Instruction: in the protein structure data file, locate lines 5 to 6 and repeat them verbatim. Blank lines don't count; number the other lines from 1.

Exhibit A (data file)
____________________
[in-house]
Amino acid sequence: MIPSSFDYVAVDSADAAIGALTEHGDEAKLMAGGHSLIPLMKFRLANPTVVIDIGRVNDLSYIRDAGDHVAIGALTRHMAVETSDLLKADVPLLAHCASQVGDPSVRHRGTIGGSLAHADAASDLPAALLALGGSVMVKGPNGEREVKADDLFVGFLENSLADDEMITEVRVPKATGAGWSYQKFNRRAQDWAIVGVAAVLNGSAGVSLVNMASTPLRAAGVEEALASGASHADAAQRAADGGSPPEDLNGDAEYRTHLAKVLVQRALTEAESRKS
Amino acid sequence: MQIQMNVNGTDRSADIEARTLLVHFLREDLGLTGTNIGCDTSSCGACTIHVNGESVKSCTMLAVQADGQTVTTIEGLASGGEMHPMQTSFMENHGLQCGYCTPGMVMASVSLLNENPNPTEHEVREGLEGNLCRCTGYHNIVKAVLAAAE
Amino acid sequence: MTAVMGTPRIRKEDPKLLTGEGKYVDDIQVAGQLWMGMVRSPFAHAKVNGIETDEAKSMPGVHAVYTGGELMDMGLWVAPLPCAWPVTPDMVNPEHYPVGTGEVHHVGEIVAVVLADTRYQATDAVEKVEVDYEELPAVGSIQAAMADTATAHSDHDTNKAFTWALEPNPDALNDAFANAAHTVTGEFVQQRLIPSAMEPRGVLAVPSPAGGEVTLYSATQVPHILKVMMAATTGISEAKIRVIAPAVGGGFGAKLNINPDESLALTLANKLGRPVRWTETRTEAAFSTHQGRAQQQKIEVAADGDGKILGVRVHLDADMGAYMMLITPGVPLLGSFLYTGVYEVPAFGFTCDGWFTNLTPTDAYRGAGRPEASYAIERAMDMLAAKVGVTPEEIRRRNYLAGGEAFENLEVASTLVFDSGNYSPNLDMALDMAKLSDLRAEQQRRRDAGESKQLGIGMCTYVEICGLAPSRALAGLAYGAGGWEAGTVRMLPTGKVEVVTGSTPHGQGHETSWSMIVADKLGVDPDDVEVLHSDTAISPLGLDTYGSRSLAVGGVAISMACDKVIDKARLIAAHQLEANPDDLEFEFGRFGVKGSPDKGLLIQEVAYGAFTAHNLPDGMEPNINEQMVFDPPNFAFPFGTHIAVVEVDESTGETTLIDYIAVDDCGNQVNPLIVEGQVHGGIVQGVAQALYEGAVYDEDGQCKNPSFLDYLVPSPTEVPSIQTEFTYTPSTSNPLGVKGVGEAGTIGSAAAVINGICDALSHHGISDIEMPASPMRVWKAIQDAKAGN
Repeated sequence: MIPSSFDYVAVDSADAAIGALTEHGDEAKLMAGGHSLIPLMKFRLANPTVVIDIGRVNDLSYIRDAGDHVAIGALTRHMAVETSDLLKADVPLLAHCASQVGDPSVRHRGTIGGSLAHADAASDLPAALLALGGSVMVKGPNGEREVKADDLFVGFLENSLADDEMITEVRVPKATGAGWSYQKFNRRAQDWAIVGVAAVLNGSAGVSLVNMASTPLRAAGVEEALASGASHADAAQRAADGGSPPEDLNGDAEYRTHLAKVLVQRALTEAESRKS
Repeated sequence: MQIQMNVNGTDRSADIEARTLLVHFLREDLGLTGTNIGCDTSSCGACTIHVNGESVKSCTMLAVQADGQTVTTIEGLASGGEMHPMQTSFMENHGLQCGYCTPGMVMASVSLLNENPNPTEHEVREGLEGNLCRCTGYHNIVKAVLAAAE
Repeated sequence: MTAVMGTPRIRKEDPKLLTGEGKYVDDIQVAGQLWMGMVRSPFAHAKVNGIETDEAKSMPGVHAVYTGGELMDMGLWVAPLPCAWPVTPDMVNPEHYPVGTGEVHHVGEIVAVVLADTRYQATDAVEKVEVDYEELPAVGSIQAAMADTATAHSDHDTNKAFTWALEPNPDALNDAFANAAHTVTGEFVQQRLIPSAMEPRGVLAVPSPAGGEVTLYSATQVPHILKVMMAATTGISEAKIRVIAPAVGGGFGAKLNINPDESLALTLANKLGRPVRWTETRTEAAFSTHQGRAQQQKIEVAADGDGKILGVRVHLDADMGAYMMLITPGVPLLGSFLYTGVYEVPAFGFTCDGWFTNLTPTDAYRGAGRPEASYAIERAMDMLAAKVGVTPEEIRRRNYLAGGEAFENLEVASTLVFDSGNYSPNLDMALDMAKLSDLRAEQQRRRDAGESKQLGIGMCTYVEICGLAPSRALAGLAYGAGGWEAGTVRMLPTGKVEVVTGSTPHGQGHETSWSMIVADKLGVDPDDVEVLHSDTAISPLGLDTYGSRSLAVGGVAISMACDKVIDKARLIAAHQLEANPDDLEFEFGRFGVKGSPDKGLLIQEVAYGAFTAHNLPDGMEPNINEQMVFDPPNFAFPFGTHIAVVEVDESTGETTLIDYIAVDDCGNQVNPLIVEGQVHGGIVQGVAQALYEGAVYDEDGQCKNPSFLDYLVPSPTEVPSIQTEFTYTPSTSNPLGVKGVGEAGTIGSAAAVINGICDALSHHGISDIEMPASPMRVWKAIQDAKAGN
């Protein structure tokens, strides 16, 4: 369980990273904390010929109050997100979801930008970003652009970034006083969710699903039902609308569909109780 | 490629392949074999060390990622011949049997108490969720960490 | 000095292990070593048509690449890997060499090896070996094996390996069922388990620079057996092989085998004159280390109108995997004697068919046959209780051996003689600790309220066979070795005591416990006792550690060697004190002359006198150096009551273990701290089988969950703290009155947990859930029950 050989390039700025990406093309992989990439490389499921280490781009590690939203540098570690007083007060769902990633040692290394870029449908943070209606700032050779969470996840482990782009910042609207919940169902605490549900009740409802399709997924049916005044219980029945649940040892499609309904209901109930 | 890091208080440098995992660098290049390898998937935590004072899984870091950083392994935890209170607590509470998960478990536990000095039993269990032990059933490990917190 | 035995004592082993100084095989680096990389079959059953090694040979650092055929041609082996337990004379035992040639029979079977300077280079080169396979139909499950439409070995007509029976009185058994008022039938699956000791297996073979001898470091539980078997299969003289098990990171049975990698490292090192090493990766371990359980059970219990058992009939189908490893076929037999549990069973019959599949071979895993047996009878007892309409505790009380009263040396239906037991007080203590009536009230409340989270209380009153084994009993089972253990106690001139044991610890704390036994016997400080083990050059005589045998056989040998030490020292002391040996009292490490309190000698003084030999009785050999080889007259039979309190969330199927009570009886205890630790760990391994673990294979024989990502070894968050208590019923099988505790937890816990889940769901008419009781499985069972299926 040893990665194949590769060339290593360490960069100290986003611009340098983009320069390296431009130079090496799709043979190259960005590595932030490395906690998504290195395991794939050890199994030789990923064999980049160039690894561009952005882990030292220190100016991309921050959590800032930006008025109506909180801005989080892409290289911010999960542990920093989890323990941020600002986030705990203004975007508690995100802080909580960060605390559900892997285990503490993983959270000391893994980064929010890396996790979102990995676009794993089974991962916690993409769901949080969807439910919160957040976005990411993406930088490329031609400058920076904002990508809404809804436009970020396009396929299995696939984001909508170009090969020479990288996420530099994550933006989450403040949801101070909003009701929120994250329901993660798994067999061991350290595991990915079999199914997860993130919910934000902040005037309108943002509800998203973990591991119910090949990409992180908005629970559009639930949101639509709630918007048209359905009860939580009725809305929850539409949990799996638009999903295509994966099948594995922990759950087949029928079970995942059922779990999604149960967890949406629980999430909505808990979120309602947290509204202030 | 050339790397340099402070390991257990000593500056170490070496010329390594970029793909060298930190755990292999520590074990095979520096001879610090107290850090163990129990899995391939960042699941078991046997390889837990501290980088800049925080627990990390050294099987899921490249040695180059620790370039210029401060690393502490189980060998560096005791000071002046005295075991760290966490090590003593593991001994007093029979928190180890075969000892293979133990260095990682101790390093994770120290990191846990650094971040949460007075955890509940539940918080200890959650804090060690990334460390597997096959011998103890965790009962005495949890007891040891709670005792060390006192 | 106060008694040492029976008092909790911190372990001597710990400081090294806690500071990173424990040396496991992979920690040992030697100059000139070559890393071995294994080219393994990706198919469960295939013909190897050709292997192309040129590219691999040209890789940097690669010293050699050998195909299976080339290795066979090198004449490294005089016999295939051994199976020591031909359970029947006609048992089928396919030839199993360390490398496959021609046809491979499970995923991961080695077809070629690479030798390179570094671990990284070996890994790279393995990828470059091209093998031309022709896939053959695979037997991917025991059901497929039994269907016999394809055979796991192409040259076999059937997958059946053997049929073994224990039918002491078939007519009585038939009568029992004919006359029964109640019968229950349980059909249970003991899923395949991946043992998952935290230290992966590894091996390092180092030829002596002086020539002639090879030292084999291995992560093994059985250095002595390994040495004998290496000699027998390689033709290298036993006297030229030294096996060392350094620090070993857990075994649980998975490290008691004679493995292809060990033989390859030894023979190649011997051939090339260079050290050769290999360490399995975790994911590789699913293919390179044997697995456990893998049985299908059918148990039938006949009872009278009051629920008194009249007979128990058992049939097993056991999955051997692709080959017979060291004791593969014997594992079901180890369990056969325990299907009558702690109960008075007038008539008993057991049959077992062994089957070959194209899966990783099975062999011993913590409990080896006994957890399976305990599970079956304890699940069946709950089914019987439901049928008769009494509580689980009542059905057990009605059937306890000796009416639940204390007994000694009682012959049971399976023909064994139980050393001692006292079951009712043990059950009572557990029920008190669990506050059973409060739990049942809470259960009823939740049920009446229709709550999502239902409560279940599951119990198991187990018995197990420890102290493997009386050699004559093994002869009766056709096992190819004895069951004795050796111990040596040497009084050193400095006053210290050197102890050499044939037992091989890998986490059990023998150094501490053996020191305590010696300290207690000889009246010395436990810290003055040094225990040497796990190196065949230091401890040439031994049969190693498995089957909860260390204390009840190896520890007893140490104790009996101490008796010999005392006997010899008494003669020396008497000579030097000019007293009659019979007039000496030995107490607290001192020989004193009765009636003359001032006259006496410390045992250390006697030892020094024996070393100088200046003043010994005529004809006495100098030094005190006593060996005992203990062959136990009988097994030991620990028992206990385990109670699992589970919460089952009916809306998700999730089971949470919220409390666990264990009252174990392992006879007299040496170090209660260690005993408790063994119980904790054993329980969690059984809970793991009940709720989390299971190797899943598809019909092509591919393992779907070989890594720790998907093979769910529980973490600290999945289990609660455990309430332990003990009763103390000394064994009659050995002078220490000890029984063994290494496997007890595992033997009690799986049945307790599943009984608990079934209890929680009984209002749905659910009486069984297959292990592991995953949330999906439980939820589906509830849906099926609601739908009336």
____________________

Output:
Repeated sequence: MIPSSFDYVAVDSADAAIGALTEHGDEAKLMAGGHSLIPLMKFRLANPTVVIDIGRVNDLSYIRDAGDHVAIGALTRHMAVETSDLLKADVPLLAHCASQVGDPSVRHRGTIGGSLAHADAASDLPAALLALGGSVMVKGPNGEREVKADDLFVGFLENSLADDEMITEVRVPKATGAGWSYQKFNRRAQDWAIVGVAAVLNGSAGVSLVNMASTPLRAAGVEEALASGASHADAAQRAADGGSPPEDLNGDAEYRTHLAKVLVQRALTEAESRKS
Repeated sequence: MQIQMNVNGTDRSADIEARTLLVHFLREDLGLTGTNIGCDTSSCGACTIHVNGESVKSCTMLAVQADGQTVTTIEGLASGGEMHPMQTSFMENHGLQCGYCTPGMVMASVSLLNENPNPTEHEVREGLEGNLCRCTGYHNIVKAVLAAAE